|Signal Word||Size (D scale)||Simple Descriptor|
|Small||1||Unlikely to bury a person|
|Large||2||Can bury a person|
|Very Large||3||Can destroy a house|
|Historic||4 & 5||Can destroy part or all of a village|
It doesn’t take much digging right now to find and easily identify the buried layer of surface hoar (buried on MLK day) responsible for a number of human-triggered avalanches on the motorized side of Turnagain Pass on Saturday. We found this same layer to be widespread on Sunburst yesterday above 2,000’ (and up to our high point at 3,400’). It shows up in a snowpit wall or snowmachine trench as a thin grey line 12-24” below the surface on all aspects. Though no obvious red flags were present during yesterday’s tour, the poor structure and widespread nature of this persistent weak layer has our hackles up. Thin spots in the slab (near rocks or wind scoured areas) are more likely trigger points and should be avoided.
There is no mistaking the MLK buried surface hoar layer in snowpits right now. As seen on Sunburst yesterday buried 12-16″ below the surface.
Snowpack tests over the last two days have all showed high propagation potential on the MLK layer. With such a connected weak layer across multiple aspects and elevation bands, any avalanche initiated has the potential to be quite wide. As seen on Saturday, these avalanches can be triggered remotely from the bottom of a slope or even an adjacent ridge.
Maintain your situational awareness of where you are on slope in relation to avalanche terrain, any objective hazards (terrain traps) and other groups today. This is the type of avalanche problem that can very quickly affect an adjacent, unsuspecting party. Cautious route-finding and conservative decision-making is critical when dealing with known persistent weak layers.
Long shooting crack and subsequent cornice fall triggered by snowmachiners on the ridge near the Seattle Ridge weather station on Saturday Jan.26th. photo: Iron.iii.Oxide
Wind slabs: If forecasted winds kick up in the 20-40mph range from the east today, expect fresh wind slabs to form on lee aspects. This additional weight will push the MLK layer closer to its tipping point.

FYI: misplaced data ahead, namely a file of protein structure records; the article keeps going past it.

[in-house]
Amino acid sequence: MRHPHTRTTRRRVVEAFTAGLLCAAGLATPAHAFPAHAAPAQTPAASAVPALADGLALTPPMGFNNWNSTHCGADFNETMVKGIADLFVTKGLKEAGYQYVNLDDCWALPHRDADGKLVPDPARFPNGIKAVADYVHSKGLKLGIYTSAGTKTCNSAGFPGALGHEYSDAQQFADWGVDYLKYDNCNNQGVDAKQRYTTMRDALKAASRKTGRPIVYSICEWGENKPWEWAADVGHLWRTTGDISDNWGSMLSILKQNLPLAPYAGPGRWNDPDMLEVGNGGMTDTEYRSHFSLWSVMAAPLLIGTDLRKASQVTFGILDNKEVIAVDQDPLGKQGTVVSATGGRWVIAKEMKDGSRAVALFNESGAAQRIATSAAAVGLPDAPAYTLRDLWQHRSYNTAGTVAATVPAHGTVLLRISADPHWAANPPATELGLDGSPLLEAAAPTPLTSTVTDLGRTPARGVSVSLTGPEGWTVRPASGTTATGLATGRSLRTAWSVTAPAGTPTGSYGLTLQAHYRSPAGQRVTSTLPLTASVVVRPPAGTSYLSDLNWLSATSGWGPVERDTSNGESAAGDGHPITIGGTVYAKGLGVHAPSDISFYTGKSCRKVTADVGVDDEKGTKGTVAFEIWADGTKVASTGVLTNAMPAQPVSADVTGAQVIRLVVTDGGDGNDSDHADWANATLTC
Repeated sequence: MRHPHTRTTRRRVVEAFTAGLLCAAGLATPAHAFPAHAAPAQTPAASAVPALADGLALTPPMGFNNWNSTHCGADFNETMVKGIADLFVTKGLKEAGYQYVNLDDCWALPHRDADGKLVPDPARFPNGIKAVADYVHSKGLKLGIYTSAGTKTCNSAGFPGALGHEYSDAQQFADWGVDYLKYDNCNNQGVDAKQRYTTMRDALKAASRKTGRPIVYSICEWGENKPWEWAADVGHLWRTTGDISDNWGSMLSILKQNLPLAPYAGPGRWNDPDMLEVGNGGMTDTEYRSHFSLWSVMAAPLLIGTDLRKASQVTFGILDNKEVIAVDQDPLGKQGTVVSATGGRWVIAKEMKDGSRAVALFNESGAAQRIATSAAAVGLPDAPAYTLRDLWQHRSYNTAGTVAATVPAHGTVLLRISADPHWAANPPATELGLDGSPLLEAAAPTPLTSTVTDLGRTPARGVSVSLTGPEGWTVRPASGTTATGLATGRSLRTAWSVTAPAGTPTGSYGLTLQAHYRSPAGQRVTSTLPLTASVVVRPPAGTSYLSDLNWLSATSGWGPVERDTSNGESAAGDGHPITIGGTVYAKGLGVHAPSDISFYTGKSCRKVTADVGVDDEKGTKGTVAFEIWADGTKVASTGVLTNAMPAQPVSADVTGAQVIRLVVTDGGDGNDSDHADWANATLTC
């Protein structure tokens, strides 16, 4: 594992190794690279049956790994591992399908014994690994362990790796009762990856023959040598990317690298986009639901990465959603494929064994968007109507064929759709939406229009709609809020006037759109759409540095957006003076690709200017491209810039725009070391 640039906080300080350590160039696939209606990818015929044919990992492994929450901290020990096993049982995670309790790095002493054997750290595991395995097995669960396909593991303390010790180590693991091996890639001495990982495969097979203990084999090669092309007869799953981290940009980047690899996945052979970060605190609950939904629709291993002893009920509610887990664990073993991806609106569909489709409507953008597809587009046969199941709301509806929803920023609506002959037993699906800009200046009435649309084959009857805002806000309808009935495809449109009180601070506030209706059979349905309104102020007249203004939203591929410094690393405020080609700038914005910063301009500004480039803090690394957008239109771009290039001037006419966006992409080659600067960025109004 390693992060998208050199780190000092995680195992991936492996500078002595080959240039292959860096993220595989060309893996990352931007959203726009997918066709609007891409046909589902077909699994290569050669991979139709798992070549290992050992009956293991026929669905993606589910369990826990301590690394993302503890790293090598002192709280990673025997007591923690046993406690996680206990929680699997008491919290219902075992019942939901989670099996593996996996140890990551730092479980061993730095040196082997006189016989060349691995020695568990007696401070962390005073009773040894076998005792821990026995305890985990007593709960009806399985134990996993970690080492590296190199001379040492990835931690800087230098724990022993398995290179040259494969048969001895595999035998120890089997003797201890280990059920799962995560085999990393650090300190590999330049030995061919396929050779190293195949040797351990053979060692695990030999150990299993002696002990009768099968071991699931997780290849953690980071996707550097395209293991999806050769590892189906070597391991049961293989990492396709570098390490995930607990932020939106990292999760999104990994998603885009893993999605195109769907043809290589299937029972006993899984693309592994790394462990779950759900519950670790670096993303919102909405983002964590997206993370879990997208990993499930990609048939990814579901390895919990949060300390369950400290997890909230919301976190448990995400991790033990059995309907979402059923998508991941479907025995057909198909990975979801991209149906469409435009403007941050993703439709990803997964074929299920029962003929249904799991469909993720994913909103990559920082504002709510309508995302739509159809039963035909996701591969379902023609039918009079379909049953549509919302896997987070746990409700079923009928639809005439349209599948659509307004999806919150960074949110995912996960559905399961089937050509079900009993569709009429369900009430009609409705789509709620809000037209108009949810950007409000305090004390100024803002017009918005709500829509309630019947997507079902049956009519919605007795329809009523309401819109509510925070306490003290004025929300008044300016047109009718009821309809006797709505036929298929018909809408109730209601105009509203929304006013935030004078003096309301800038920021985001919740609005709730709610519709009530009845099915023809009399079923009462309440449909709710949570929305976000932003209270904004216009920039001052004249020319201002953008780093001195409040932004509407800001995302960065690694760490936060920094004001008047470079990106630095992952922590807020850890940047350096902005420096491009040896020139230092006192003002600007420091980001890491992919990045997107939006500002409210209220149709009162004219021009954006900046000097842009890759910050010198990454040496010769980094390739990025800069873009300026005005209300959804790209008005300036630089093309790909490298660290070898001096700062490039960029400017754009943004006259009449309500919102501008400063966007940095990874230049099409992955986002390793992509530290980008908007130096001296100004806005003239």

Cornices: Give these backcountry bombs a wide berth while traversing ridges and limit exposure underneath. A cornice fall today on a slope greater than 30 degrees may trigger a slab avalanche below.
South of Turnagain – Johnson Pass/Summit Lake zone: Areas south of Turnagain Pass generally harbor a thinner, weaker snowpack with multiple weak layers present, including the MLK buried surface hoar layer. An avalanche triggered in these zones could step down into deeper weak layers, with the potential for large avalanches. See video here of two separate and reactive weak layers in a January 26th snowpit in the Silvertip area south of Turnagain Pass, that clearly demonstrates the step down potential.
Yesterday: Mostly cloudy skies and flat light dominated the eastern Turnagain arm region. Ridgetop winds were light from the east with the occasional gust into the 30’s with no measurable precipitation. Temperatures were consistent in the low 20’s at ridgetops (Sunburst at 3880′) and mid to high 30’s at sea level (Portage).
Today: East winds are expected to bump up into the 20-40mph range as a low moves up Cook Inlet. We may squeeze out 2-5″ of snow under overcast skies with a rain/ snow line around 500′. Temperatures look to be in the mid-30’s at 1,000′ and mid-20’s at ridgetops.
Tomorrow: Tonight and into tomorrow unsettled weather continues. Precipitation type and rain/ snow line will be the big question. Generally though, temperatures look to be cooling throughout the work week as the unsettled pattern continues. Think #snowtosealevel
*Seattle Ridge weather station was heavily rimed and the anemometer (wind sensor) was destroyed. We are currently working to replace it.
PRECIPITATION 24-hour data (6am – 6am)
|Temp Avg (F)||Snow (in)||Water (in)||Snow Depth (in)|
|Center Ridge (1880′)||32||0||0||58|
|Summit Lake (1400′)||28||0||0||20|
|Alyeska Mid (1700′)||32||trace||.01||44|
|Temp Avg (F)||Wind Dir||Wind Avg (mph)||Wind Gust (mph)|
|Seattle Ridge (2400′)||27||*N/A||*N/A||*N/A|
|05/18/21||Turnagain||Observation: Tincan Ridge||Joe Kurtak|
|04/30/21||Turnagain||Observation: Sunburst||W Wagner Forecaster|
|04/27/21||Turnagain||Observation: Tincan Ridge||Joe Kurtak|
|04/26/21||Turnagain||Observation: Magnum||Creighton/ Hoople|
|04/25/21||Turnagain||Observation: Sunburst||Nick D'Alessio|
|04/24/21||Turnagain||Observation: Airplane obs||Johnston-Bloom / DiJulia /Hilliard Forecaster|
|04/24/21||Turnagain||Observation: Corn biscuit||Heather Johnson|
|04/23/21||Turnagain||Avalanche: Lynx Ck Drainage||W Wagner Forecaster|
|04/23/21||Turnagain||Avalanche: Sunburst||Eeva Latosuo|
|04/23/21||Turnagain||Observation: Center Ridge Turnagain pass||Joe Kurtak|
Status of riding areas across the Chugach NF is managed by the Glacier and Seward Ranger Districts, not avalanche center staff. Riding area information is posted as a public service to our users and updated based on snow depth and snow density to prevent resource damage at trailhead locations. Riding area questions contact: firstname.lastname@example.org
|Area||Status||Weather & Riding Conditions|
This is a general backcountry avalanche advisory issued for Turnagain Arm with Turnagain Pass as the core advisory area. This advisory does not apply to highways, railroads or operating ski areas.